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Basketball passing skills for students with or without disabilities

This is an excerpt from Teaching Disability Sport, Second Edition by Ronald Davis.

This section will help you establish your teaching emphasis as you read the basic skills necessary to play wheelchair basketball. Six skills could be taught in your physical education class to students with and without disabilities. Notice that the skill of passing has three variations: chest, bounce, and hook. For students with higher function, you may also use a fourth pass called the baseball pass. The baseball pass is presented in chapter 7, Indoor Wheelchair Soccer. Dribbling is also broken down into two types: stationary and continuous. There are also three skills essential to the game of wheelchair basketball that rely on general wheelchair mobility: the bounce stop, the bounce spin, and ball retrieval. It is up to you to decide which skills are within the capabilities of your students with disabilities.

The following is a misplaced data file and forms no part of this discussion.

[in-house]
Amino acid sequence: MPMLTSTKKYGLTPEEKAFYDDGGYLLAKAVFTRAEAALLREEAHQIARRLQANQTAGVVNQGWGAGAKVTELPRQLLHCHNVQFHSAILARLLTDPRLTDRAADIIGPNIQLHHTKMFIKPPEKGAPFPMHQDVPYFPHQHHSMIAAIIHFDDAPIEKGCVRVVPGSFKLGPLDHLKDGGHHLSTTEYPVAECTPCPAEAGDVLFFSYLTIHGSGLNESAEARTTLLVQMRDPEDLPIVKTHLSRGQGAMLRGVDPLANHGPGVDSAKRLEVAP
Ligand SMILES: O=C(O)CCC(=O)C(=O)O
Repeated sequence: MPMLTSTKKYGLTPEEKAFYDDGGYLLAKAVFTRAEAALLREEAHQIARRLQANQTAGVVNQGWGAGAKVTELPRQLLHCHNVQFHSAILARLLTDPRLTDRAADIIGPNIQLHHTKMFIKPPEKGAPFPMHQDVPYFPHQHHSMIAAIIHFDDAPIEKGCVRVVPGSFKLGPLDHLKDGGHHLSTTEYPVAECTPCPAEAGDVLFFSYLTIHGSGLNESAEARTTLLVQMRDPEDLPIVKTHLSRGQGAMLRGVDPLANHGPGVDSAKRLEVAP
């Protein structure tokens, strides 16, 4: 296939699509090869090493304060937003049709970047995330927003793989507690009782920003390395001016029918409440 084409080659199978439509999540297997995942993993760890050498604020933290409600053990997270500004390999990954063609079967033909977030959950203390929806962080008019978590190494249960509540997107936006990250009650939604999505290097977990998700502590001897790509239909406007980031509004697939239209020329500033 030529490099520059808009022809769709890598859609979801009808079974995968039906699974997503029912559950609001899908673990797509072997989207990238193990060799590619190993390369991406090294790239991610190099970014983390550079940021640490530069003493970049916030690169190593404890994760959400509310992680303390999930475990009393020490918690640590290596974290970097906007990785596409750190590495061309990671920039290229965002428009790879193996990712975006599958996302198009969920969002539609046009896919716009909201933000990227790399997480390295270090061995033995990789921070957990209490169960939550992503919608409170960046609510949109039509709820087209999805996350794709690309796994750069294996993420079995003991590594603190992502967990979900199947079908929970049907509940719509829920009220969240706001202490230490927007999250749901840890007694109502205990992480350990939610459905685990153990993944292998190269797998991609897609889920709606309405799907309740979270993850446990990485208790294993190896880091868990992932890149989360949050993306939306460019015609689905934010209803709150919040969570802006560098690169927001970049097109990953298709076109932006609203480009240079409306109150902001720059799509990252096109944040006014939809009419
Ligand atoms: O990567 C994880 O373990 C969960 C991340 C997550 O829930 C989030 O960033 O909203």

Following are descriptions of three types of passes used in the game of wheelchair basketball. Teach the skills that are most appropriate given your students’ abilities.

Chest Pass

The student places the hands on either side of the ball and then draws the ball into the chest by flexing the elbows. The student then extends the elbows forcefully to pass the ball, turning the thumbs inward and down upon release.

Bounce Pass

This pass uses the same mechanics as those used in the chest pass, with the following emphasis: the student passes the ball so that the bounce hits a spot on the floor halfway between the student and another student and tries to land the ball in the other student’s lap.

Hook Pass

This pass is used in a stationary situation when a defensive player is positioned between two offensive players. The offensive player holds the ball in the hand away from the defensive player by extending the arm out and away from the body. The player stabilizes the body by gripping the top of the mainwheel with the hand closest to the defensive player. Using a hooking motion, the player brings the arm with the ball up and over the head so that the elbow of the passing arm strikes the ear upon release of the ball.


Read more from Teaching Disability Sport, Second Edition.

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The above excerpt is from:

Teaching Disability Sport-2nd Edition

Teaching Disability Sport-2nd Edition

Teaching Disability Sport-2nd Edition

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